On the first of October 2007, I set out on a journey across the continent. I packed a used Chevy and set out on a drive from Montreal to Los Angeles. For several weeks, my car was home, haven and hardtop. In May 2008, my travels continued as I drove up the Pacific coast, then Across Canada from Victoria to St. John's. The views out my windows provided constant ephemeral panoramas as I passed from desert to valley, from mountain to forest.

Overlapping with my drive, Google has deployed a worldwide fleet of cars to take photographs for their Street View feature in Google Maps, creating a permanent collection of global panoramas. However, despite the breadth of images, Google's Street View is altogether beguiling. Removed from humanity, these photographs are perhaps not memory, but information.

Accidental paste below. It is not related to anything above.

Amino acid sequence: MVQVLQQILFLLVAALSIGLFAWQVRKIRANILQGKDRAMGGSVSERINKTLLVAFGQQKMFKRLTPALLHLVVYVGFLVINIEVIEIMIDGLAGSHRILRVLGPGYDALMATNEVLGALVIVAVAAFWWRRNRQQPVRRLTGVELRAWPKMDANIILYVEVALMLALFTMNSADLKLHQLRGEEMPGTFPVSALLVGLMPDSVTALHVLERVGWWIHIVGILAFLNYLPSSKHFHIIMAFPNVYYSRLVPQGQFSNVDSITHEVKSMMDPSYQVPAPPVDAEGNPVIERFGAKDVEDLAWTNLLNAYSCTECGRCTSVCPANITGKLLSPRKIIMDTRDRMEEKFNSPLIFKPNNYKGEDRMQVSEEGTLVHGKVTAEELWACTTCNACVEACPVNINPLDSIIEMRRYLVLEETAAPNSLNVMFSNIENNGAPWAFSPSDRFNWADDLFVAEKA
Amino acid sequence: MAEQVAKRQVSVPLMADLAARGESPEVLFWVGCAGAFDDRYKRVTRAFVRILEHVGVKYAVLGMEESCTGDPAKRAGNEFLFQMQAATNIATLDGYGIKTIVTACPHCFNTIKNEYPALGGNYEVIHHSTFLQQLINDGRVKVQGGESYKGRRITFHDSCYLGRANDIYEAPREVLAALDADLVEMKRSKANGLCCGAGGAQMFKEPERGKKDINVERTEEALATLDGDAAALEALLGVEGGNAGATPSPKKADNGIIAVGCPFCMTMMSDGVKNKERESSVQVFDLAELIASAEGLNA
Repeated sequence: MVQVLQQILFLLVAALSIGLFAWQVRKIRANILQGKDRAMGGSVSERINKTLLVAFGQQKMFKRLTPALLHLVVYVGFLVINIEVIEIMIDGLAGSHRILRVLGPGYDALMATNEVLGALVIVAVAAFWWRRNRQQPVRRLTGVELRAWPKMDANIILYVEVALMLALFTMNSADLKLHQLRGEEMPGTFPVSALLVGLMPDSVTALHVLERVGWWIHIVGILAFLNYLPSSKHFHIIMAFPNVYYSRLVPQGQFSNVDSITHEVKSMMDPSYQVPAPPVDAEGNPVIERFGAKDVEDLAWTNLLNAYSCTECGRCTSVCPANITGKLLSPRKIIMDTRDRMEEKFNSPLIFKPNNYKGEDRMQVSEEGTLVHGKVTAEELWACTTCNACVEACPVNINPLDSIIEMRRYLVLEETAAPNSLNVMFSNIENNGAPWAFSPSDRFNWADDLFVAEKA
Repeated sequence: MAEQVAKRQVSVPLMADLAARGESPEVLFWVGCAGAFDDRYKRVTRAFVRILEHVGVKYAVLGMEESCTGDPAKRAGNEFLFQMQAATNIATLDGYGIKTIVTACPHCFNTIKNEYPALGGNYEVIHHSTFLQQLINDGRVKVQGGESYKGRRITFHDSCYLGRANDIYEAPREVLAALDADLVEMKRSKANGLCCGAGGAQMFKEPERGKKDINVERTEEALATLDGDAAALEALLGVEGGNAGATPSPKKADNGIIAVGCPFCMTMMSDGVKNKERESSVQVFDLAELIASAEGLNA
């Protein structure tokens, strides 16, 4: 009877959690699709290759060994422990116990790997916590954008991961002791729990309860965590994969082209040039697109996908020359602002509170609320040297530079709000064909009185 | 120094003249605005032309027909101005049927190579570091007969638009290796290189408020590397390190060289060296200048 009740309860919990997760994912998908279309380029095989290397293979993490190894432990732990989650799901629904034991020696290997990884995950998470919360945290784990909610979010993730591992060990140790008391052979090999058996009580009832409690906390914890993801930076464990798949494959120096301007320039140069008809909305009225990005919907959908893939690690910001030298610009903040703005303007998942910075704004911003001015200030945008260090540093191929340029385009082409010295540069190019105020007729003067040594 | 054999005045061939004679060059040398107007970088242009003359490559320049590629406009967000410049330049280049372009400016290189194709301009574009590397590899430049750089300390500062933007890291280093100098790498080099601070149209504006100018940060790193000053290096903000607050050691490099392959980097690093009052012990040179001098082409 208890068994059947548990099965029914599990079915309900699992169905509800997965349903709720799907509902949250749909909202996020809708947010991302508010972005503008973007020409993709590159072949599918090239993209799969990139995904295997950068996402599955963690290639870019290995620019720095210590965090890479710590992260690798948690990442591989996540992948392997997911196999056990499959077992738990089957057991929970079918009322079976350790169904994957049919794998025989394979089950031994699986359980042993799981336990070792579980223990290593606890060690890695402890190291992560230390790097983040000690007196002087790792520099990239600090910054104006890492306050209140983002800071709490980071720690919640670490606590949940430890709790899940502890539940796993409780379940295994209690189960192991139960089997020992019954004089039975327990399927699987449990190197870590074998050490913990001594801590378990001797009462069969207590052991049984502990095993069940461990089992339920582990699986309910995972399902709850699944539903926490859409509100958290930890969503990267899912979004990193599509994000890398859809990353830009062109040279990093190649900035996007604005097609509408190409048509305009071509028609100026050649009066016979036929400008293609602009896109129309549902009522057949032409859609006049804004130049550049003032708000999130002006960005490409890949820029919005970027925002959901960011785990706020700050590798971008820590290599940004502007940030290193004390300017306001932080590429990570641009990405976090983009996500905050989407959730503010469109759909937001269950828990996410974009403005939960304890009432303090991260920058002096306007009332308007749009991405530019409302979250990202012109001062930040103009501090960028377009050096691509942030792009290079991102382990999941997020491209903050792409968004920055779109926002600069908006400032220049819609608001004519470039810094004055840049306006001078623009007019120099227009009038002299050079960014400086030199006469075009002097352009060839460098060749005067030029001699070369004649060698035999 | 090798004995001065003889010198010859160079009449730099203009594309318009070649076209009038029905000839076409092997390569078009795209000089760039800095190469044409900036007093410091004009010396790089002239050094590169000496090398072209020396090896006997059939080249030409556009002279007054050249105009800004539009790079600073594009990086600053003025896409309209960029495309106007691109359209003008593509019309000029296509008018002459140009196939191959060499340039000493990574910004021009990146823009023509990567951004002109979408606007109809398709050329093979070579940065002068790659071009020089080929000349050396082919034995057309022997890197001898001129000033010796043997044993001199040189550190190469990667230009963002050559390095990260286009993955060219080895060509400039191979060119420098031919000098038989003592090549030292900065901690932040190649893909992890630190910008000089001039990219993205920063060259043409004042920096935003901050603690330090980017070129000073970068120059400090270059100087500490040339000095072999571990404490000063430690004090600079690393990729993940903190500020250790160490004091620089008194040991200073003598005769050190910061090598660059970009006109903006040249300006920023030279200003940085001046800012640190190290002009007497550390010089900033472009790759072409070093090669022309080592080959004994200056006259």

Several moments are distilled through two photographs: one from my drive and another from Google Street View. When gazing through the viewing-windshields, the images merge while still remaining perceptually separate, like a magic-eye image. However, despite the asynchrony of the two images, a commonality still exists within the two.

Roadtrip Map